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Diaspora Remittances into Nigeria dropped by $13.65bn in 2020 – CBN



Nigeria recorded the lowest Diaspora remittances for the first time since 2013 as COVID-19 affected the income of Nigerians living abroad.

According to Central Bank of Nigeria international payments data analyzed by Ripples Metrics, Diaspora remittances into Nigeria fell by 71.2 percent from $19.16 billion in 2019 to $5.51 billion in 2020.

The figure was $13.65 billion lower than the 2019 remittances and $5.72billion below the $11.23 billion sent home by Nigerians in Diaspora in 2018

The last time Nigeria recorded low Diaspora remittance was in 2013 when only $2.72billion was received from abroad.

The World Bank had last year reported only $2 billion decline in remittance inflow into Nigeria.

But the full-year payment from CBN highlighted just how bad the global economic crunch has affected the income of people across the world.

Europe and America where the majority of Nigerians abroad live were frequented by lockdown measures to contain the spread of the COVID-19 pandemic.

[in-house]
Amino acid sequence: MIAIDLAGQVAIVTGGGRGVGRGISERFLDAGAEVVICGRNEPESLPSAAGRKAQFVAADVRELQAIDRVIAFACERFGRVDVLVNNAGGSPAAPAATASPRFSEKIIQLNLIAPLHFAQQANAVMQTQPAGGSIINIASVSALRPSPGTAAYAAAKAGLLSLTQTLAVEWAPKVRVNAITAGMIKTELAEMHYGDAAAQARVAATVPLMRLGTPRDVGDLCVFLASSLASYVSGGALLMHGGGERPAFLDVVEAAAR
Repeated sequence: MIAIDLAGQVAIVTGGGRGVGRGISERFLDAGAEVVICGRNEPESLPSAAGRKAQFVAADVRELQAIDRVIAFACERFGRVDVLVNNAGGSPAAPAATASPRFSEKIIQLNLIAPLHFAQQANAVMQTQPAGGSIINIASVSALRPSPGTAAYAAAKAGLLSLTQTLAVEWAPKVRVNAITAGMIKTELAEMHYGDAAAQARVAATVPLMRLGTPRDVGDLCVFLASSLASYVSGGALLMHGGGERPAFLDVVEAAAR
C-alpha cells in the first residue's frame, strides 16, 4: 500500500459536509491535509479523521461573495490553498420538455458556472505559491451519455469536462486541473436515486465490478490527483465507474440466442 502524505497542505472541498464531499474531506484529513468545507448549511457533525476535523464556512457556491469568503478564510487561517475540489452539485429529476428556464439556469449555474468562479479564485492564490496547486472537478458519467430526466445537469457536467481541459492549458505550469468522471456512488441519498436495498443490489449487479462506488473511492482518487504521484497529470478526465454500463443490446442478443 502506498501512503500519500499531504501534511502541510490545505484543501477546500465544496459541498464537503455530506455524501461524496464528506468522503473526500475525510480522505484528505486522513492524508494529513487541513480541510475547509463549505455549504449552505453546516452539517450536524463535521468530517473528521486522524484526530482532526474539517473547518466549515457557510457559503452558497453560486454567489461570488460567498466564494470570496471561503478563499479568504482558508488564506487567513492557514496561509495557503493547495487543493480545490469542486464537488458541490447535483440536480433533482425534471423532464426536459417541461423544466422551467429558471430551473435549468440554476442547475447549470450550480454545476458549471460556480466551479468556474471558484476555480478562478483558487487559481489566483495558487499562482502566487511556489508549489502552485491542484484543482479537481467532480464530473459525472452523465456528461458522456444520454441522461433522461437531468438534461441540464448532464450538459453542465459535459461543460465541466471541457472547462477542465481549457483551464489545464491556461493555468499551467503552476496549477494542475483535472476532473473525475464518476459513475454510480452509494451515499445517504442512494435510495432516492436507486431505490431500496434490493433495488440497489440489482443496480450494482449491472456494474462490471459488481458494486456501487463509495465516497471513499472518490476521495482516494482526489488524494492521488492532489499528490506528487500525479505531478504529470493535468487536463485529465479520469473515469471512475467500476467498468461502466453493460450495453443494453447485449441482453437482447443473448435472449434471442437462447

A breakdown of 2020 remittance revealed that total remittances in January was $2.05billion but dropped to $1.02billion in February.

From March, when many countries around the world began to enforce lockdown Diaspora remittances declined to $444.8million and further significantly to $392.25million in April.

READ ASLO: Nigeria’s diaspora remittances to fall by $2bn –World Bank

In May, it was $252.78million while in June, the figure moved up to $446.15million.

At least $118.75million was recorded in July and $217.8million for August.

During the year, September figure was the lowest as CBN only recorded $54.36million total remittances from abroad.

The remittance inflow picked up again in October to $217.1million before dropping to $92.2million in November and N214.22million in December.

The apex bank in a bid to boost the inflow of remittances through official channels into the country and stabilise the exchange rate, introduced a new Diaspora remittances policy.

Under the new policy, recipients of Diaspora remittances were only allowed to receive proceeds through designated banks of their choice.

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